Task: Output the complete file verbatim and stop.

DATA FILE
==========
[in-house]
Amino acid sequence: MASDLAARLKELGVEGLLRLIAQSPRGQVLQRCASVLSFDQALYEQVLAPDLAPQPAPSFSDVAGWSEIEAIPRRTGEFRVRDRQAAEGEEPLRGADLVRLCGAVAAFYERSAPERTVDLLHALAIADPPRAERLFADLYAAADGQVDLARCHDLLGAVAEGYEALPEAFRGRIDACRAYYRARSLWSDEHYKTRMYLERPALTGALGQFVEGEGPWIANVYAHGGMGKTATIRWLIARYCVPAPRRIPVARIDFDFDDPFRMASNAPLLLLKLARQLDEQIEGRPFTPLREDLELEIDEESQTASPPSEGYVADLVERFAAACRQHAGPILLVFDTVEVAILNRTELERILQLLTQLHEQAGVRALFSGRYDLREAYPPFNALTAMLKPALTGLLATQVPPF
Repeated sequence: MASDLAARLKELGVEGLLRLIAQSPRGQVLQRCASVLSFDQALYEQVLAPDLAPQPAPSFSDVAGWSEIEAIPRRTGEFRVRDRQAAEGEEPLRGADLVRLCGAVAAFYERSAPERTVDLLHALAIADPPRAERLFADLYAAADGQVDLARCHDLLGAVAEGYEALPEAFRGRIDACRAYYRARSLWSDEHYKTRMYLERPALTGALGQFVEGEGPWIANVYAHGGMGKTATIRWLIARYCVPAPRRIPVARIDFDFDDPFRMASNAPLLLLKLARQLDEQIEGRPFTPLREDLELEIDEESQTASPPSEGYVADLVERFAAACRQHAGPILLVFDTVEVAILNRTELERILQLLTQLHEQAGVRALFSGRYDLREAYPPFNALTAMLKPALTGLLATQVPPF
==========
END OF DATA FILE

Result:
[in-house]
Amino acid sequence: MASDLAARLKELGVEGLLRLIAQSPRGQVLQRCASVLSFDQALYEQVLAPDLAPQPAPSFSDVAGWSEIEAIPRRTGEFRVRDRQAAEGEEPLRGADLVRLCGAVAAFYERSAPERTVDLLHALAIADPPRAERLFADLYAAADGQVDLARCHDLLGAVAEGYEALPEAFRGRIDACRAYYRARSLWSDEHYKTRMYLERPALTGALGQFVEGEGPWIANVYAHGGMGKTATIRWLIARYCVPAPRRIPVARIDFDFDDPFRMASNAPLLLLKLARQLDEQIEGRPFTPLREDLELEIDEESQTASPPSEGYVADLVERFAAACRQHAGPILLVFDTVEVAILNRTELERILQLLTQLHEQAGVRALFSGRYDLREAYPPFNALTAMLKPALTGLLATQVPPF
Repeated sequence: MASDLAARLKELGVEGLLRLIAQSPRGQVLQRCASVLSFDQALYEQVLAPDLAPQPAPSFSDVAGWSEIEAIPRRTGEFRVRDRQAAEGEEPLRGADLVRLCGAVAAFYERSAPERTVDLLHALAIADPPRAERLFADLYAAADGQVDLARCHDLLGAVAEGYEALPEAFRGRIDACRAYYRARSLWSDEHYKTRMYLERPALTGALGQFVEGEGPWIANVYAHGGMGKTATIRWLIARYCVPAPRRIPVARIDFDFDDPFRMASNAPLLLLKLARQLDEQIEGRPFTPLREDLELEIDEESQTASPPSEGYVADLVERFAAACRQHAGPILLVFDTVEVAILNRTELERILQLLTQLHEQAGVRALFSGRYDLREAYPPFNALTAMLKPALTGLLATQVPPF